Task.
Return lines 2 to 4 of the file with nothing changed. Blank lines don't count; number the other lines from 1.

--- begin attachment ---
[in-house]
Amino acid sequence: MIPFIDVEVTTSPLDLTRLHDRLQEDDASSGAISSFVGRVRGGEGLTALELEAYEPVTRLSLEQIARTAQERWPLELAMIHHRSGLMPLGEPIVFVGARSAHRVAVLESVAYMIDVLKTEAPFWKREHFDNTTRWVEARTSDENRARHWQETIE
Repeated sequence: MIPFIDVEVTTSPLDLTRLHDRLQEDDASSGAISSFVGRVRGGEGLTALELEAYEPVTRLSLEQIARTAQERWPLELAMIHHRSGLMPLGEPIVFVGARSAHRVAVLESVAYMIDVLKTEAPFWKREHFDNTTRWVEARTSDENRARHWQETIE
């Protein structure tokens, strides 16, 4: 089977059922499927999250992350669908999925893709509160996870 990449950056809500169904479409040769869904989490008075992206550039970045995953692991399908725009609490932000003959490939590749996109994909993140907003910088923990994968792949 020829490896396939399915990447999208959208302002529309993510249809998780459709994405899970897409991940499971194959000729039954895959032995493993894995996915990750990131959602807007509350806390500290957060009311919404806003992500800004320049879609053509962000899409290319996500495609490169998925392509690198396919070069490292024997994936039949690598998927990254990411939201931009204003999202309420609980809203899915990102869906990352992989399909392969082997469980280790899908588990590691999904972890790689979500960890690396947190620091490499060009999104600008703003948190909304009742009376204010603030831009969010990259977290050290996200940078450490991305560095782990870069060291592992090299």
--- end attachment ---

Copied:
Amino acid sequence: MIPFIDVEVTTSPLDLTRLHDRLQEDDASSGAISSFVGRVRGGEGLTALELEAYEPVTRLSLEQIARTAQERWPLELAMIHHRSGLMPLGEPIVFVGARSAHRVAVLESVAYMIDVLKTEAPFWKREHFDNTTRWVEARTSDENRARHWQETIE
Repeated sequence: MIPFIDVEVTTSPLDLTRLHDRLQEDDASSGAISSFVGRVRGGEGLTALELEAYEPVTRLSLEQIARTAQERWPLELAMIHHRSGLMPLGEPIVFVGARSAHRVAVLESVAYMIDVLKTEAPFWKREHFDNTTRWVEARTSDENRARHWQETIE
């Protein structure tokens, strides 16, 4: 089977059922499927999250992350669908999925893709509160996870 990449950056809500169904479409040769869904989490008075992206550039970045995953692991399908725009609490932000003959490939590749996109994909993140907003910088923990994968792949 020829490896396939399915990447999208959208302002529309993510249809998780459709994405899970897409991940499971194959000729039954895959032995493993894995996915990750990131959602807007509350806390500290957060009311919404806003992500800004320049879609053509962000899409290319996500495609490169998925392509690198396919070069490292024997994936039949690598998927990254990411939201931009204003999202309420609980809203899915990102869906990352992989399909392969082997469980280790899908588990590691999904972890790689979500960890690396947190620091490499060009999104600008703003948190909304009742009376204010603030831009969010990259977290050290996200940078450490991305560095782990870069060291592992090299």